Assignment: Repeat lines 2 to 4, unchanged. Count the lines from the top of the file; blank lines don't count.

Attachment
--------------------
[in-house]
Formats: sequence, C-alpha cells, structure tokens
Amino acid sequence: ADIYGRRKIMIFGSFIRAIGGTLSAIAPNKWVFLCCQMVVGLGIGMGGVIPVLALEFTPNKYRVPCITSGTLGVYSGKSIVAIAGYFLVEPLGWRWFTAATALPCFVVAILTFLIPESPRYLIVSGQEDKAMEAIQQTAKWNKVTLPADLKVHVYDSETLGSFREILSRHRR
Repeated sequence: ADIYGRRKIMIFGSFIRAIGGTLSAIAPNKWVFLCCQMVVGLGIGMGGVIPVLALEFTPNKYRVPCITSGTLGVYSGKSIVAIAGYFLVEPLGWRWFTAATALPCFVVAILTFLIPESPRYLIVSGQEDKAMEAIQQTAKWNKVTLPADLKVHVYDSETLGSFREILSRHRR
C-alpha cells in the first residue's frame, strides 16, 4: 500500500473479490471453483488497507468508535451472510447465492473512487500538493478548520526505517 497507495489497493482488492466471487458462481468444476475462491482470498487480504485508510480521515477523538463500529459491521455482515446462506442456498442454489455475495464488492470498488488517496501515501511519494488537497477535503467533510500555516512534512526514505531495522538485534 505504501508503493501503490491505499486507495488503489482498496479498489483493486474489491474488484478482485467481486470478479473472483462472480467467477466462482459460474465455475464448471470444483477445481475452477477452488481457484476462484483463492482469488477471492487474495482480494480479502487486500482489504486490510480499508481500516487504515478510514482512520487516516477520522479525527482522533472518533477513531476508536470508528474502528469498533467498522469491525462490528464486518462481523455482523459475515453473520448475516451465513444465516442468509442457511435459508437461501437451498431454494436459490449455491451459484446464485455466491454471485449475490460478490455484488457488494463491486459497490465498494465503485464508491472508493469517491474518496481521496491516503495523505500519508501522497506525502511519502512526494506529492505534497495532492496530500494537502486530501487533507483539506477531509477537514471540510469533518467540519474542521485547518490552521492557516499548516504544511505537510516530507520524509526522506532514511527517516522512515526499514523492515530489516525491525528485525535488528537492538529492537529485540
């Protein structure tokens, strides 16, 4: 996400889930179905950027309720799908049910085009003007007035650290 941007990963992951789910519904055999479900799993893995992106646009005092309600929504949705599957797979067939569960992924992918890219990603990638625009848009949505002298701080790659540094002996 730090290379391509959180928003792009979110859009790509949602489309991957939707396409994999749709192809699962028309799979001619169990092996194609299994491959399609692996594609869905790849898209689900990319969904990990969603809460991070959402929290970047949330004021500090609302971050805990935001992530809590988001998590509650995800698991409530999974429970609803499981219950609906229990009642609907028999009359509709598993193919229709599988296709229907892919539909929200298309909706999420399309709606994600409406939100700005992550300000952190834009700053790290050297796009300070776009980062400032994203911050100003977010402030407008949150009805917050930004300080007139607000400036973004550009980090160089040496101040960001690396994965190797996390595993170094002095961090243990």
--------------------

Formats: sequence, C-alpha cells, structure tokens
Amino acid sequence: ADIYGRRKIMIFGSFIRAIGGTLSAIAPNKWVFLCCQMVVGLGIGMGGVIPVLALEFTPNKYRVPCITSGTLGVYSGKSIVAIAGYFLVEPLGWRWFTAATALPCFVVAILTFLIPESPRYLIVSGQEDKAMEAIQQTAKWNKVTLPADLKVHVYDSETLGSFREILSRHRR
Repeated sequence: ADIYGRRKIMIFGSFIRAIGGTLSAIAPNKWVFLCCQMVVGLGIGMGGVIPVLALEFTPNKYRVPCITSGTLGVYSGKSIVAIAGYFLVEPLGWRWFTAATALPCFVVAILTFLIPESPRYLIVSGQEDKAMEAIQQTAKWNKVTLPADLKVHVYDSETLGSFREILSRHRR